Fights over a loved one’s last wishes can be hostile, drawn-out, and incredibly common. What might be less common, however, is the negative effects that these probate battles can have on a beneficiary’s health.
Will contest, Code of Alabama (1975), §§ 43-8-190 & 199, are more common than you might think. As sad as it may seem, once the body turns cold, the actions of family members do as well. I have seen actions of family members that make me wonder of they even have a soul. the trauma and pain is unbearable.
Recently, in Montgomery County, in Caplan v. Benator, the Court of Civil Appeals addressed the jury’s assessment of damages when certain actions by beneficiaries to a will constituted negligence as to the health of another beneficiary. Rosalyn Caplan, a 93-year old woman, and Edgar Simon had been in a romantic relationship for 14 years.
They had lived in Simon’s house for 10 years before Simon’s death in 2015. According to Simon’s will, the house was bequeathed to Simon’s two children, with a special allowance for Caplan to remain in the home for 90 days after his death. Simon’s daughters were appointed executors of his estate. On the day of Simon’s death, his daughters asked for Caplan to return a joint credit card she and Caplan used. Four days later, Caplan’s son called Simon’s daughters to tell them they were not welcome to visit the house.
A number of incidents then ensued with the daughters coming to the house on several occasions. After the daughters came to the house on June 8, 2015, Caplan considered getting a restraining order. She had a heart attack two days later.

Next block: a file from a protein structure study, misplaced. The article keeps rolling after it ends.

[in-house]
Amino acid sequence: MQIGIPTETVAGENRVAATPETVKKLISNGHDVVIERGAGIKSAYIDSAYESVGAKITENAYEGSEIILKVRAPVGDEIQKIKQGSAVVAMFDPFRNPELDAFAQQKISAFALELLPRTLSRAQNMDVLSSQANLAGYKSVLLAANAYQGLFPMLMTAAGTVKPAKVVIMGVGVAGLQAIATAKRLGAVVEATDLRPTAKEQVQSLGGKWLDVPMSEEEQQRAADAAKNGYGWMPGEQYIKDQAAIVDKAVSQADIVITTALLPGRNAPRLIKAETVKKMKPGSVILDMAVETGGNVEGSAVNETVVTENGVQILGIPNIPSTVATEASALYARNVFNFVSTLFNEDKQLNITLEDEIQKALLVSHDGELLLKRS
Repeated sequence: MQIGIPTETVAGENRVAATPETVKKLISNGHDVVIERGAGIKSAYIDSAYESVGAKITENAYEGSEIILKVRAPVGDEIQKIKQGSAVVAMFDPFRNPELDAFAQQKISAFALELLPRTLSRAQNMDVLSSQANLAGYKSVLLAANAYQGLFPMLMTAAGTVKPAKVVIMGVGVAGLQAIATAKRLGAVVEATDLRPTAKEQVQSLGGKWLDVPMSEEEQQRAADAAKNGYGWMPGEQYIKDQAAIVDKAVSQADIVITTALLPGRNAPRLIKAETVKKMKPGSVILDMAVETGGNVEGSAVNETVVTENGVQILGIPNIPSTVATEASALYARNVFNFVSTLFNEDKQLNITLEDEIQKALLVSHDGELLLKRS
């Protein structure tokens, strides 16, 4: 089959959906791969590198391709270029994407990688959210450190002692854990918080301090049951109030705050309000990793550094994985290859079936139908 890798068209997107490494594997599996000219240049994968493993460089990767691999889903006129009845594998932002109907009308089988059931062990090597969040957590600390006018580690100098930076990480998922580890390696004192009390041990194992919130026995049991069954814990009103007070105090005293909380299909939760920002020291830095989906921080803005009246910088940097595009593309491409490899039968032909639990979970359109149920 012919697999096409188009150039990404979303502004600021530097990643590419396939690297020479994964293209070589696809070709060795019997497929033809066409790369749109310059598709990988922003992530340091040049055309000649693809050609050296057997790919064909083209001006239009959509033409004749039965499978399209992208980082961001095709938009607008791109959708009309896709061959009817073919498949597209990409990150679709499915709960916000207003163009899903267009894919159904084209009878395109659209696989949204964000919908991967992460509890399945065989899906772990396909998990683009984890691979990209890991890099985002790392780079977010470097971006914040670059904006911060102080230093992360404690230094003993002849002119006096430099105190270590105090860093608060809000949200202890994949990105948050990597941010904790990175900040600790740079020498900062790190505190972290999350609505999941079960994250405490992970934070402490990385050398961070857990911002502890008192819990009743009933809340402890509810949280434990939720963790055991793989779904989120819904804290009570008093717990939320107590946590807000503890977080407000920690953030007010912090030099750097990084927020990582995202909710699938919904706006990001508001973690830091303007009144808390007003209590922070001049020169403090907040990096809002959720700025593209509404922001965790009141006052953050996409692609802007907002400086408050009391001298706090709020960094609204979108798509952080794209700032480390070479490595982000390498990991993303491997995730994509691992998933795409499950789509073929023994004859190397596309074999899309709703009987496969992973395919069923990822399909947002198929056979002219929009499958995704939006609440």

Her cardiologist testified that the daughters’ behavior combined with Simon’s death and Caplan’s imminent move led to her heart attack. Caplan sued the daughters for trespass, negligent breach of fiduciary duties, wanton breach of fiduciary duties, negligence, and wantonness. The trial court entered summary judgment on the trespass claims. The jury then returned a general verdict for Caplan on claims of negligence and negligent breach of fiduciary duties but only awarded her compensatory damages of $1. Caplan appealed.
According to Alabama law, once a defendant’s liability is determined, the jury must calculate the amount of damages sufficient to compensate the plaintiff for her contradicted damages. The Court of Civil Appeals reasoned that though the evidence proved negligence on behalf of the daughters, Caplan failed to show that these negligent actions caused her heart attack.
Caplan made an additional argument regarding the trespass charge. However, the will did not give her an exclusive right of possession over the home and the daughters were allowed to come and go. Caplan last argued that she should be allowed to know the communications between the daughters and their attorney as a “fiduciary exception;” however, Caplan never explained why. The Court of Civil Appeals affirmed the judgment of the trial court.
The key point from this case here is that in order to receive compensatory damages stemming from a negligence claim, you must prove to the court that the negligent act caused those damages. Because Caplan could not show that the daughters’ negligence was the direct cause of her heart attack, she was not entitled a substantial sum.
It is important to seek an experienced civil attorney who understands the realities of both Alabama civil and probate law. If you need a civil lawyer, contact INGRAM LAW LLC at 205-438-6666 or 205-335-2640 for help with your case.